Information and communication technologies are heavily utilized in the lives of students: several studies have been conducted on effects of technology on learning and supporting writing instructions. Research indicates the positive effects of word processing (Goldberg, Russel & Cook, 2003), spell check (MacArthur, Graham, Hayes, De la Paz, 1996) and speech synthesis (Kelly, Kratcoski, & McLain, 2009). Despite the increasing attention, the effects of a multimodal approach on some phases of the writing process, such as organizing the ideas and constructing a text, have not been deeply investigated.

When considering this topic, we need to consider the changes that have occurred in the concept of textuality: multiple forms can be texts, and texts can be multimodal (Thomas, 2010; Cope and Kalantzis 2009). Modes, such as words, audio, images, hyperlinks and video, are signs that carry meaning (Bezemer & Kress, 2008).

To examine this issue, we concentrated on the writing tasks based on a multiple and multimodal sourcing, that Italian students are asked to develop at the examination at the end of the Secondary School. The essays can concern different topics: in this study we focused on writing related to literature.

The study aimed to analyse the effects of a multimodal approach to literature and writing on the quality of writing expression and on motivation towards literature: we wondered if students’ habits of multitasking and multimodal way of getting and linking information digitally could facilitate organizing strategies and the ability to structure a connected text and to articulate one’s point of view, supporting arguments and embedding personal reworked references to texts. In order to investigate this issue, we used Glogster, a virtual poster web 2.0 tool, that enables writers to compose multimodal messages merging video, images, text, hyperlinks and audio.

Forty students from two classes, attending 12th grade of Public Secondary School participated in the research.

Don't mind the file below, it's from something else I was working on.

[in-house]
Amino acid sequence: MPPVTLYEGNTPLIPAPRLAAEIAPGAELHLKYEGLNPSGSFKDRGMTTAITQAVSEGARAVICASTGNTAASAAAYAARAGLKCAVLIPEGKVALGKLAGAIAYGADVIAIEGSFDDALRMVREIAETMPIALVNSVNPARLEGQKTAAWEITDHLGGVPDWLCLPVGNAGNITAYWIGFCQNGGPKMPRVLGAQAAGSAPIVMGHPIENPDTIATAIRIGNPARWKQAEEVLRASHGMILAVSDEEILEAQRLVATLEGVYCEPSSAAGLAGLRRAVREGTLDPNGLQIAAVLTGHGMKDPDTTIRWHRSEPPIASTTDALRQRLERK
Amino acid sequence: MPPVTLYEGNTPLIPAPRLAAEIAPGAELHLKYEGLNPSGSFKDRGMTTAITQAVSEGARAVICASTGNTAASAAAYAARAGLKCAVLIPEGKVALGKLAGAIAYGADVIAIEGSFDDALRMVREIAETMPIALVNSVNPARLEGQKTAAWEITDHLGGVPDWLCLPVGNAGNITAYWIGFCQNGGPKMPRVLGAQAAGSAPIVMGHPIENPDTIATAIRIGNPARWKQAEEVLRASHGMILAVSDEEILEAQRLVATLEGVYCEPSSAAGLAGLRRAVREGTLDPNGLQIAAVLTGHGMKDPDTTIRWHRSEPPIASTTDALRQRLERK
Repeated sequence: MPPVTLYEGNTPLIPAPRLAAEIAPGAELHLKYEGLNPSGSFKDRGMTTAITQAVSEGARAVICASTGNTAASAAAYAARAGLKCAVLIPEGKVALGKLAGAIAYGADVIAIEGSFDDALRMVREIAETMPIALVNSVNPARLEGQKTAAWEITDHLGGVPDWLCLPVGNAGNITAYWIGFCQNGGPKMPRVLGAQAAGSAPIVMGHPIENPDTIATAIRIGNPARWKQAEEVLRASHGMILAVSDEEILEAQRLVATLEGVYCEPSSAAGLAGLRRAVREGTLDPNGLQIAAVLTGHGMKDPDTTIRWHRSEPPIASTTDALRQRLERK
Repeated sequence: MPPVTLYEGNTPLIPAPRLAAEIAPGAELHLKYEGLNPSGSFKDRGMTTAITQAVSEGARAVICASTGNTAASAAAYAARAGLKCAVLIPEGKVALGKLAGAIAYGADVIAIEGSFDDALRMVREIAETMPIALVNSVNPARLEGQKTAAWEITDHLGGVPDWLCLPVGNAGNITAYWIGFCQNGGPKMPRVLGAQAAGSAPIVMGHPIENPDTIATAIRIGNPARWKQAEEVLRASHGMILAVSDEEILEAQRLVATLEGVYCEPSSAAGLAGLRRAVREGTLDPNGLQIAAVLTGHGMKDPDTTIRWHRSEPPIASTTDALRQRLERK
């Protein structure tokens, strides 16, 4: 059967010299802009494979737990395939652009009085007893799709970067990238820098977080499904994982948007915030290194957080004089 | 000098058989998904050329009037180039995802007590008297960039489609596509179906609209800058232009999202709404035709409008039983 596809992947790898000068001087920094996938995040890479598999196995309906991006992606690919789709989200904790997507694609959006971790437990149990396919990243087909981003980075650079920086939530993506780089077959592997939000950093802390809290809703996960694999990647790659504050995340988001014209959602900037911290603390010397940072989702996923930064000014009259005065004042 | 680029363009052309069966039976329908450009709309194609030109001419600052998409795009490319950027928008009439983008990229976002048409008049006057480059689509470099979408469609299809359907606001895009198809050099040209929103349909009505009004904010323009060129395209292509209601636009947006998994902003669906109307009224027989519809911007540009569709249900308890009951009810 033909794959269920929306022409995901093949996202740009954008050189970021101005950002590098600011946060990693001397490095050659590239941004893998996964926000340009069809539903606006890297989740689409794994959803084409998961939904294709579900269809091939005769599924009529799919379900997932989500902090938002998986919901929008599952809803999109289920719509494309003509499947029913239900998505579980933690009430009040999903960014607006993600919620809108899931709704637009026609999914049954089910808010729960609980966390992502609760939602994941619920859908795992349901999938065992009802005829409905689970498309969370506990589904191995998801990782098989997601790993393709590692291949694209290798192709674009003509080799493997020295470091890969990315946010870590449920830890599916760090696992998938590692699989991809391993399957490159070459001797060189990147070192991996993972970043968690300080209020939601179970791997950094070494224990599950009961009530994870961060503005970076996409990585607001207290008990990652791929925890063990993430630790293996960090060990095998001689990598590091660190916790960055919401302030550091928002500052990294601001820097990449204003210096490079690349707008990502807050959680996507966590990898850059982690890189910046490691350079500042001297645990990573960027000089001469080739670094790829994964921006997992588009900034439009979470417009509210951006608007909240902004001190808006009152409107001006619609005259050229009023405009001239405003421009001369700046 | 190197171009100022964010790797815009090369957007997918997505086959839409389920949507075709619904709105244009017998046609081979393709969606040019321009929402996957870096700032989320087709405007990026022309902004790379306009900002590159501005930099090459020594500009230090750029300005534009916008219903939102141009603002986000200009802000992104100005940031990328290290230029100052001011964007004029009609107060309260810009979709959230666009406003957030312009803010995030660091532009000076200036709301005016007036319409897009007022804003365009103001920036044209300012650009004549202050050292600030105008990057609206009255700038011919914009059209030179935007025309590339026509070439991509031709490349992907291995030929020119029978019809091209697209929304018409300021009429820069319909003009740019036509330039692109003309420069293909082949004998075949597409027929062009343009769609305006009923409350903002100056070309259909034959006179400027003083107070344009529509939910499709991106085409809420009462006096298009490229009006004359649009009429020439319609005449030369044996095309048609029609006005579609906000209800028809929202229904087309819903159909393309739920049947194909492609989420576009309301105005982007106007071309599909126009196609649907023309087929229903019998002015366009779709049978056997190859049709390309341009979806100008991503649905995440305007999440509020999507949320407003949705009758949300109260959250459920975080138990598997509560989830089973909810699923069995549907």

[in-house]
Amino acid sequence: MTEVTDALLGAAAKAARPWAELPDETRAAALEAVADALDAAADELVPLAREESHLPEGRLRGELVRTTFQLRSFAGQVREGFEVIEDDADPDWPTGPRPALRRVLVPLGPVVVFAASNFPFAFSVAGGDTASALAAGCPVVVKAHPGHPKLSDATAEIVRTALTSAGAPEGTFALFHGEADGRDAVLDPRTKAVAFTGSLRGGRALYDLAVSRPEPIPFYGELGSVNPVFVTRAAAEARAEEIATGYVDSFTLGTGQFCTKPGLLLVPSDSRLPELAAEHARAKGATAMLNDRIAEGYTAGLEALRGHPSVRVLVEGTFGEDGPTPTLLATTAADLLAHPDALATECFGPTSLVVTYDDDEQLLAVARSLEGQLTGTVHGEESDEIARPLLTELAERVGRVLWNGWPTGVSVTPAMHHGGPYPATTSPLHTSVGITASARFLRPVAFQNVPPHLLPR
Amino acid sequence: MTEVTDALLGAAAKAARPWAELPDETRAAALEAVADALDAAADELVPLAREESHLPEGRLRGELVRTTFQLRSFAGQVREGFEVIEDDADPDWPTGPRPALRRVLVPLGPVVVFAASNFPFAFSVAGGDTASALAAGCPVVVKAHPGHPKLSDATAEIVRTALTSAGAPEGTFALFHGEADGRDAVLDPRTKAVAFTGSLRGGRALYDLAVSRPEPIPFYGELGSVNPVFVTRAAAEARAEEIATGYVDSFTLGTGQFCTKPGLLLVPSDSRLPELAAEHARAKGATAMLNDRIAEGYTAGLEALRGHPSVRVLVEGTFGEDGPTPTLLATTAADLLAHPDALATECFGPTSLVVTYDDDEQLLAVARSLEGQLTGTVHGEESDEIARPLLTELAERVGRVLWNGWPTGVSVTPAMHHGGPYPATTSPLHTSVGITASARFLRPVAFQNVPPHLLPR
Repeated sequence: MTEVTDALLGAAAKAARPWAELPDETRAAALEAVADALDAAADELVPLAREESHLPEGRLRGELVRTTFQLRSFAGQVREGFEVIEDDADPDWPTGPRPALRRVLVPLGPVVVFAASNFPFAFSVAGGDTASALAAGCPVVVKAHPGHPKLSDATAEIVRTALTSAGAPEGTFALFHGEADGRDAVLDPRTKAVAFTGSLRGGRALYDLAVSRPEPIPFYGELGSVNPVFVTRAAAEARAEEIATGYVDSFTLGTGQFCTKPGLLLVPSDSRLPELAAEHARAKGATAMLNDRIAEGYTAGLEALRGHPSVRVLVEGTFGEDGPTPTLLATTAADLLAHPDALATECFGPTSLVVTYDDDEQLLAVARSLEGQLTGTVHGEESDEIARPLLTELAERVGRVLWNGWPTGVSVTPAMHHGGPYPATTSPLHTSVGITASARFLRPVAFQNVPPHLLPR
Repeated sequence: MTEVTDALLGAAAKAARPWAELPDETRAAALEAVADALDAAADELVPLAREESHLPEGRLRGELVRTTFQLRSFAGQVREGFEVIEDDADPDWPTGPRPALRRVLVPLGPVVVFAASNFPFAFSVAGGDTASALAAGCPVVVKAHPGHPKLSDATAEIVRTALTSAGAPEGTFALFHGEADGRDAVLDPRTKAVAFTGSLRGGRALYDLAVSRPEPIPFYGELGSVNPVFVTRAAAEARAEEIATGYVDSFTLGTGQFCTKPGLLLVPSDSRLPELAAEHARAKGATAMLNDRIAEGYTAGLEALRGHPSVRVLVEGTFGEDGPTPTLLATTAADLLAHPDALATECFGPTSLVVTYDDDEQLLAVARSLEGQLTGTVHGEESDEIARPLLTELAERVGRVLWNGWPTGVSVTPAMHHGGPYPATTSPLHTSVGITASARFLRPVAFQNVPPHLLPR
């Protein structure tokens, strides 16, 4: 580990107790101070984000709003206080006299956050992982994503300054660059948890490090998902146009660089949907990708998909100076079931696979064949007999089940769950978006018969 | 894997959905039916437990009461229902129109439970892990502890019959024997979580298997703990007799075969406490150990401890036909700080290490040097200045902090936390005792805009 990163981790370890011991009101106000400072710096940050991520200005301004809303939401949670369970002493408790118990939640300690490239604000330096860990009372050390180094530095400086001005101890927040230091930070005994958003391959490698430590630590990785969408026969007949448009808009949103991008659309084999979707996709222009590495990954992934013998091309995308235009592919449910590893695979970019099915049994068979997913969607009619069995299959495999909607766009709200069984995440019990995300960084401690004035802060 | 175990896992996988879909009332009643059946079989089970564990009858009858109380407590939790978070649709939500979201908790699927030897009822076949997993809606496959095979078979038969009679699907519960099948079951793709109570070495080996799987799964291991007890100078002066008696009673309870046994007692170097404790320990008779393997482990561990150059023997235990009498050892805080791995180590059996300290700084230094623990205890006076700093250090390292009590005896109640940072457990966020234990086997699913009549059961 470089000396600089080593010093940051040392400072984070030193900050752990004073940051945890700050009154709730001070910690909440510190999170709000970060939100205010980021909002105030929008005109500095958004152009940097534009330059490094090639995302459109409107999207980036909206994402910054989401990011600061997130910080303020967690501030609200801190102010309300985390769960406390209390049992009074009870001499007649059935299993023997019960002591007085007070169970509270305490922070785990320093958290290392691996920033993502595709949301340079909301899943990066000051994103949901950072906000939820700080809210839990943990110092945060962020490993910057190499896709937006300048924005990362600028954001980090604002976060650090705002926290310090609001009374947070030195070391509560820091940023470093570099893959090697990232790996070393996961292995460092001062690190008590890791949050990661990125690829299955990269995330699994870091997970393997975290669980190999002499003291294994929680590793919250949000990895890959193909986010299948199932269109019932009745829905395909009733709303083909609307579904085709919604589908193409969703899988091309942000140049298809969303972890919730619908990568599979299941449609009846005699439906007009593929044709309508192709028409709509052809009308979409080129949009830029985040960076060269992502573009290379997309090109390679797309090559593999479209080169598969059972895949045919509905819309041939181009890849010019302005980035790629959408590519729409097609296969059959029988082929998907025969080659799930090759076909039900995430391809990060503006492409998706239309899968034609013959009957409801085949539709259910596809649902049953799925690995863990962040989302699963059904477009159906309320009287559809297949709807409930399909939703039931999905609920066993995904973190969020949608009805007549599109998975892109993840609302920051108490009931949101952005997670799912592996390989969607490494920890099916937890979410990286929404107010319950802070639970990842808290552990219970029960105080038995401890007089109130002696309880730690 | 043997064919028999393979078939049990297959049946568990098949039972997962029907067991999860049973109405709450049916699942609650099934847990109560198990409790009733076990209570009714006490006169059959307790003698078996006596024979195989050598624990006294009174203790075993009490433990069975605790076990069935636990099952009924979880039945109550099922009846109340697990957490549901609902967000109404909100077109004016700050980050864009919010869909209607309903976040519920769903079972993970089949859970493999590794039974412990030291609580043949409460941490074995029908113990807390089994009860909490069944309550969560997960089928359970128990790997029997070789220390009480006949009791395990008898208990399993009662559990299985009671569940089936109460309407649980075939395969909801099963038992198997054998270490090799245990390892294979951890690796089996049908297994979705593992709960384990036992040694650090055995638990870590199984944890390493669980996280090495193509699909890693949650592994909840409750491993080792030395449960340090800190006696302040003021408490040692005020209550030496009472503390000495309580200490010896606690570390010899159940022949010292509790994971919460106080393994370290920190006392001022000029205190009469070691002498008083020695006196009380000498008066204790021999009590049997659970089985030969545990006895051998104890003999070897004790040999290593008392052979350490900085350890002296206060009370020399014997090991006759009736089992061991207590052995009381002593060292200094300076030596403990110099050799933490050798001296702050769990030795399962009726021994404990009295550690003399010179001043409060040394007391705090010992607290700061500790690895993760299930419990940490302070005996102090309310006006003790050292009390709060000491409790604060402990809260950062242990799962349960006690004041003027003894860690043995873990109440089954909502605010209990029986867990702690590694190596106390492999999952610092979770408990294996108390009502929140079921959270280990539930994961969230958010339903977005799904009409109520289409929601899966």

Mix method research (quasi-experimental design) that comprised three phases:
1. Participants have been administered a pre-intervention test (adapted from Miall and Kuiken Response to Literature Questionnaire, 1994) to analyse the attitude towards literature and writing about literature and the quality of their writing performances.
2. The intervention has been structured in 4 workshops under the guide of an instructor:
i. The comprehension of the sources.
ii. Expressing your own ideas through Glogster tool.
iii. Planning a traditional text.
iv. Writing a traditional essay on the same topic as through Glogster.
3. All participants were administered a post-intervention test, that consisted of:
- The pre-intervention questionnaire, to which three questions about the Glogster tool were added
- Writing an essay based on multiple sourcing.

1. The pre- and post- intervention essays will be assessed in terms of:
a. Text organization (complex textual organization, coherence, cohesion)
b. Intertextuality and intermodality
c. Attention to the reader
2. The content of the poster will be analysed in terms of modes, semiotic resources and intersemiotic relationships (Jewitt, 2011).
3. The organization of the contents in the virtual posters will be compared to the organization of the ideas in the traditional essays.